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Project Management

Maximizing project delivery through BIM coordination and integration

By fully understanding BIM, identifying how it will be used on a project, and adding additional modeling tools to maximize its utility, design and construction teams can maximize project delivery.

By Richard Gilson, IMEG Corp. Phoenix July 24, 2018
Figure 2: This drawing shows the start of a structural model with HVAC shafts and major equipment locations. Courtesy: IMEG Corp.

Learning objectives

  • Understand the differences between a traditional Revit building model and BIM.
  • Explain the ways in which different project delivery methods can impact using BIM.
  • Explore the benefits of add-on software that is available to expand the power of BIM.

Owners, consultants, and contractors often agree that BIM is the right approach for coordinating a project from design through operation. But maximizing the integration of this powerful tool requires a mutual understanding of what BIM is and how the design and construction team intends to work within the model.

Some teams use an Autodesk Revit 3-D model as a coordination tool and depend on conventional drawings of elevations and generic content that is not reflective of the actual conditions. A BIM, on the other hand, includes information linked to model elements to provide a deeper level of project-specific design data, specifications, and even operation and maintenance procedures. This allows design, construction, and facility personnel to delve into the model and use it as a tool that reflects the building’s true design. Another useful feature of a 3-D model is that elevations and sections can be created and viewed at any location in the model.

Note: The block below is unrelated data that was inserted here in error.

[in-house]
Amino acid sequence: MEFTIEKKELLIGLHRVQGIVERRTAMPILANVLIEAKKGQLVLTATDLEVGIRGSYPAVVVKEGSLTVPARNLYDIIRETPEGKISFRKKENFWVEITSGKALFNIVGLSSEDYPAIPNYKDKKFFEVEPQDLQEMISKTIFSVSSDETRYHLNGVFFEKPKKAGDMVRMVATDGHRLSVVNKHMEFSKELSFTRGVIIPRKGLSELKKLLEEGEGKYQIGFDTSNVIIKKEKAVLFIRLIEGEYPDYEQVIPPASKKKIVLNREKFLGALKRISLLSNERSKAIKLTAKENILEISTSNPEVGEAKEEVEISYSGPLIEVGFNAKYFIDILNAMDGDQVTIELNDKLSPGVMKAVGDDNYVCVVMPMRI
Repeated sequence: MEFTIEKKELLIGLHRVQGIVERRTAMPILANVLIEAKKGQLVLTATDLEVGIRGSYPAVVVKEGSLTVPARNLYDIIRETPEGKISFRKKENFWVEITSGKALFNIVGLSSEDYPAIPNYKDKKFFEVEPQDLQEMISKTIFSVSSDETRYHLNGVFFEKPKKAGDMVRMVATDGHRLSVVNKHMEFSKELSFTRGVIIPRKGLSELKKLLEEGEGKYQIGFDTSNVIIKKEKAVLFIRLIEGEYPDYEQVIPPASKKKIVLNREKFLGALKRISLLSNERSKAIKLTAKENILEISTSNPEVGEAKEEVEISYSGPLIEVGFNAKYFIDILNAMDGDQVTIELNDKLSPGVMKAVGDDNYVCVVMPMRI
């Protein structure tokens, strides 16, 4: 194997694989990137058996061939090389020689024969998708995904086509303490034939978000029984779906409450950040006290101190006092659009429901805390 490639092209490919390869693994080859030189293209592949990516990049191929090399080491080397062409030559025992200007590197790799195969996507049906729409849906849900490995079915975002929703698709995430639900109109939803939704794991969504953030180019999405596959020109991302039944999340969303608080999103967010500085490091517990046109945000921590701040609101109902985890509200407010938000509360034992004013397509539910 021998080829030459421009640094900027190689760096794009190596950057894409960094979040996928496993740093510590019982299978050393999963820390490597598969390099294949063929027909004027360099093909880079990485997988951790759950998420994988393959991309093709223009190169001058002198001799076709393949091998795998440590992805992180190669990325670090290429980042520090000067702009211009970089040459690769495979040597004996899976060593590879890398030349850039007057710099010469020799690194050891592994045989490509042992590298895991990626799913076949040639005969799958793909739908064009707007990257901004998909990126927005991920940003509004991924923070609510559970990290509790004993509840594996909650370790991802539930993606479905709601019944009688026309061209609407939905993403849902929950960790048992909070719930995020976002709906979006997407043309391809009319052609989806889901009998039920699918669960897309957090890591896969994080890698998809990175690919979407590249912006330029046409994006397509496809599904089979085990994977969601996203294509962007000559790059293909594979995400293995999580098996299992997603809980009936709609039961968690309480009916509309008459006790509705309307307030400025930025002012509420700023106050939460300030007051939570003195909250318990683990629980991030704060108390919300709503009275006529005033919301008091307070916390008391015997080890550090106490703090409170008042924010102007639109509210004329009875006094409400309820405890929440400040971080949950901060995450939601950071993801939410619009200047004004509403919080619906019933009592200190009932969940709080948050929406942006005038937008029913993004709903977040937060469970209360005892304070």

With a Revit delivery, the model to coordinate disciplines will show the building’s structural components elements, and ceiling heights, but the elevation elements may or may not be shown. Some disciplines only use elevations as supplementary drafting detail of the model. This can cause omissions or clashes if not clearly communicated upfront about the expectations of how the model is built. Coordination reviews require toggling between many detail sheets and elevations to see the entire scope of the model. Chasing these references makes it harder for the design team, the constructors, and owner to see and understand the design intent. Incorrectly tagged references—a common occurrence—lead to misleading design intent altogether. Additionally, when miscellaneous metals are not included on the base model, coordinating ductwork and risers becomes much more difficult.